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Medicare Prescription Drug Benefit Progress Report: Findings from the Kaiser/Commonwealth/Tufts-New England Medical Center 2006 National Survey of Seniors.

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Presentation on theme: "Medicare Prescription Drug Benefit Progress Report: Findings from the Kaiser/Commonwealth/Tufts-New England Medical Center 2006 National Survey of Seniors."— Presentation transcript:

1 Medicare Prescription Drug Benefit Progress Report: Findings from the Kaiser/Commonwealth/Tufts-New England Medical Center 2006 National Survey of Seniors and Prescription Drugs Stuart Guterman Director, Program on Medicares Future The Commonwealth Fund Alliance for Health Reform Briefing: Medicare Part D: What Now, What Next? Washington, DC November 5, 2007

2 Survey of Medicare Beneficiaries, 2006 To provide an in-depth look at how seniors fared after implementation of the Medicare drug benefit Study used an augmented longitudinal design including respondents to our 2003 national survey of seniors and a random, nationally representative sample of non-institutionalized seniors provided by CMS in June 2006 Sample included more than 16,000 non-institutionalized Medicare beneficiaries age 65 and older (response rate of 56%) Mail survey with telephone follow- up conducted between October 5 and December 20, 2006 Participants were administered one of 3 versions of the survey in English or Spanish in accordance with CMS-designated enrollment status: Dual Eligibles Medicare Advantage enrollees All others Analysis examined drug coverage, use, out-of-pocket costs, adherence, and experiences in a Part D plan

3 Key Questions Addressed What share of seniors were enrolled in Part D plans in 2006; What were their characteristics and the characteristics of those who remained without coverage? How did out-of-pocket prescription drug spending and cost- related non-adherence compare for Part D enrollees and seniors with other sources of coverage? How did the characteristics and experiences of seniors in Part D plans differ across stand-alone drug plans and Medicare Advantage drug plans? To what extent did the Part D low-income subsidy affect out-of- pocket spending and cost-related non-adherence? What were the experiences of dual eligibles after enrolling in Part D plans?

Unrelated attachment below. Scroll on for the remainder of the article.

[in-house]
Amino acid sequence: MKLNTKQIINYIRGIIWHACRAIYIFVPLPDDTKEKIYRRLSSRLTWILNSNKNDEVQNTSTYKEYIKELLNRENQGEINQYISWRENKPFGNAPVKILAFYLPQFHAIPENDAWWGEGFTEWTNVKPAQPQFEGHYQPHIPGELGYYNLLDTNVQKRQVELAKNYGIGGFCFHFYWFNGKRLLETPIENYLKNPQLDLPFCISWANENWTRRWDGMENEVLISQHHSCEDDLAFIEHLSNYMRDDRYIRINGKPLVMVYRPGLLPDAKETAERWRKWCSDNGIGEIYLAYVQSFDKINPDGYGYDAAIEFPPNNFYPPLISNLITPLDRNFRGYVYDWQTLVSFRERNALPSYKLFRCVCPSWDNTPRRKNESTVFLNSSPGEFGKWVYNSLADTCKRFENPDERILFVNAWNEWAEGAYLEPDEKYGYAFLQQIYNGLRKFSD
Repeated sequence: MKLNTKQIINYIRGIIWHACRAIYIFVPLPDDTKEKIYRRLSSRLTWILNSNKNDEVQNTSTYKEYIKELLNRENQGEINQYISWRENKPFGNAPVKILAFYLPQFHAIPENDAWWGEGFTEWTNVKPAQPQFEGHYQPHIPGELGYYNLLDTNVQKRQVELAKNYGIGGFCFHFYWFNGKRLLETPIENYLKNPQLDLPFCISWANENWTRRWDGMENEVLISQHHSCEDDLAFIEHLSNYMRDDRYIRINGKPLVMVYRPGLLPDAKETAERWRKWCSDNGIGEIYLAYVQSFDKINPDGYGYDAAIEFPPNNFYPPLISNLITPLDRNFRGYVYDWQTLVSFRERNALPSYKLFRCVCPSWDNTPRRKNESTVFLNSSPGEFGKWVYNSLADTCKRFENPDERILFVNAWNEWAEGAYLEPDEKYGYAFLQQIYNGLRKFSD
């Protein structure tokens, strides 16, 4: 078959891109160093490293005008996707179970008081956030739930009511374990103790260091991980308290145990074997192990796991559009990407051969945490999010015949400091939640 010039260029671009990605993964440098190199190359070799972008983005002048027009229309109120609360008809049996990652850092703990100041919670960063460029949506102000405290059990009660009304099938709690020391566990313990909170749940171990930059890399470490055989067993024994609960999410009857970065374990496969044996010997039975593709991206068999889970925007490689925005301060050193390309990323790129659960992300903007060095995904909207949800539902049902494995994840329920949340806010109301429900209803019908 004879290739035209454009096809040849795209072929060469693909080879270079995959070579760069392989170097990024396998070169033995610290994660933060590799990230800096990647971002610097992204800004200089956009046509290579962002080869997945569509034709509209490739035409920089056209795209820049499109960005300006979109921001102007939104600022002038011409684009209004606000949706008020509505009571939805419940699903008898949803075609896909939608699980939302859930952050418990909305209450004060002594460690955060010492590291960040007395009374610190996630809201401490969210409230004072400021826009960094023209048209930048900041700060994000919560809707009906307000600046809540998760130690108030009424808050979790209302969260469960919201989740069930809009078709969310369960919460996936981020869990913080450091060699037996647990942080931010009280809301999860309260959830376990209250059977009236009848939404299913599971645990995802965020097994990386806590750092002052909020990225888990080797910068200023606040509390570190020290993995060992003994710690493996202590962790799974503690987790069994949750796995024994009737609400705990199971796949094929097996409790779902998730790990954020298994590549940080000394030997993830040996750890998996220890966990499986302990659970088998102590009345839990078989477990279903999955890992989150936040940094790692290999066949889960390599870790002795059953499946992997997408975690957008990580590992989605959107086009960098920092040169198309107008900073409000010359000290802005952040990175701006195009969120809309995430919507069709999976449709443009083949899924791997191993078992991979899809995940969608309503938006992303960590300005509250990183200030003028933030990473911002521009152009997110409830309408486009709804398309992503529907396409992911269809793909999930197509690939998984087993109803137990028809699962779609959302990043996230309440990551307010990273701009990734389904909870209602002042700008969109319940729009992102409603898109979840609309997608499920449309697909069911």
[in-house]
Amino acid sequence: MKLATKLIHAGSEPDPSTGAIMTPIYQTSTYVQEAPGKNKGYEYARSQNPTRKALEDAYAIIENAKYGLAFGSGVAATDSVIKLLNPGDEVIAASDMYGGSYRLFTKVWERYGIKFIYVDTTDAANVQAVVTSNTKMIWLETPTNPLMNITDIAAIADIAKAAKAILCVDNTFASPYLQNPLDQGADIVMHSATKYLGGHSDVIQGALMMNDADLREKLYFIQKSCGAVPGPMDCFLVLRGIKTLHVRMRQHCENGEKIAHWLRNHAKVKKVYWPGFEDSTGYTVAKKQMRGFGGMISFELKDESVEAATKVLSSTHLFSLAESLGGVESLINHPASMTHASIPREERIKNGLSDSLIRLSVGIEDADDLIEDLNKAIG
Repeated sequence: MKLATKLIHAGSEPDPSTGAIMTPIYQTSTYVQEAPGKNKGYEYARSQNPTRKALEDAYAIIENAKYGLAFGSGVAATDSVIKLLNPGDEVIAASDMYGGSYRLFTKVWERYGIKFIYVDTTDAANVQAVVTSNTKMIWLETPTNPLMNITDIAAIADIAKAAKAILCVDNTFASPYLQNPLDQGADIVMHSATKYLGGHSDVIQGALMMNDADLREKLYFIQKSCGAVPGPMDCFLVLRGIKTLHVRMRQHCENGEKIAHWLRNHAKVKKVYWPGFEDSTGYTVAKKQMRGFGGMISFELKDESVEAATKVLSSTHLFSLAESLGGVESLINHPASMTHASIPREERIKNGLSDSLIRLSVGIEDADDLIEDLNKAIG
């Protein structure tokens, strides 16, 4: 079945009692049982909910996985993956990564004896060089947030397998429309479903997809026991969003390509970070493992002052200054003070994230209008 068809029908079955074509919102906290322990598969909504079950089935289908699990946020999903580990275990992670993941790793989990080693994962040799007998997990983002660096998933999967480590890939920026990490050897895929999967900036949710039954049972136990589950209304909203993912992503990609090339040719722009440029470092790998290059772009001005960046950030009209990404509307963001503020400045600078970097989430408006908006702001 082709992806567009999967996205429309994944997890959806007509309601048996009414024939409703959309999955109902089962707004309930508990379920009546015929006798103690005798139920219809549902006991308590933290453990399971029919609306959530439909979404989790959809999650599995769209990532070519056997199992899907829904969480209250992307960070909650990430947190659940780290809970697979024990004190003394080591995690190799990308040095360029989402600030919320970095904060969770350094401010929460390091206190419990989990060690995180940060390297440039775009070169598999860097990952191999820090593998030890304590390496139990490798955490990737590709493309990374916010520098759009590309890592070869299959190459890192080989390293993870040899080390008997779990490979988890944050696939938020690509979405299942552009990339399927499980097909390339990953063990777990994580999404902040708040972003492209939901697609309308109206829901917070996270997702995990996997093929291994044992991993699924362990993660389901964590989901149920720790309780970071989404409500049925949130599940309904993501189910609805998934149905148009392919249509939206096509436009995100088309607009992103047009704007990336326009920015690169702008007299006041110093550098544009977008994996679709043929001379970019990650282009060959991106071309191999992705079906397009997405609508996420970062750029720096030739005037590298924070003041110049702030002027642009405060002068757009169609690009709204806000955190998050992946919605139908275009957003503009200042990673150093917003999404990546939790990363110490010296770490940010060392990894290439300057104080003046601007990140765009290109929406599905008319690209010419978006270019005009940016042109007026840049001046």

4 Prescription Drug Coverage of Non-Institutionalized Seniors

5 Distribution of Seniors Drug Coverage in 2006 Among Those Who Did Not Have Drug Coverage in 2005 Yes No Drug coverage in 2005: SOURCE: Kaiser/Commonwealth/Tufts-New England Medical Center National Survey of Seniors and Prescription Drugs, Source of Drug Coverage in 2006: No Rx Coverage Other Part D VA Employer NOTES: Sample excludes institutionalized seniors. VA is Department of Veterans Affairs. Numbers are rounded.

6 Part D Employer VA Other Coverage None Distribution of Seniors by Primary Source of Drug Coverage, 2006 NOTES: Sample excludes institutionalized seniors. VA is Department of Veterans Affairs. Numbers are rounded. SOURCE: Kaiser/Commonwealth/Tufts-New England Medical Center National Survey of Seniors and Prescription Drugs, 2006.

7 Lack of Any Drug Coverage Among Seniors with Selected Characteristics, 2006 Total White African American Non-White Hispanic 100% % % >200% 1 or 2 3 or more None Race/Ethnicity % Poverty Chronic Conditions Rural Urban Urban/Rural Location * * * * * * NOTES: Sample excludes institutionalized seniors. Weighted percentages. In 2006, federal poverty level: $9,800/individual and $13,200/couple. Reference groups for statistical significance include: white, >200% poverty, and no chronic conditions (*p < 0.05). Numbers are rounded. SOURCE: Kaiser/Commonwealth/Tufts-New England Medical Center National Survey of Seniors and Prescription Drugs, 2006.

8 Prescription Drug Use, Out-of-Pocket Spending, and Non-Adherence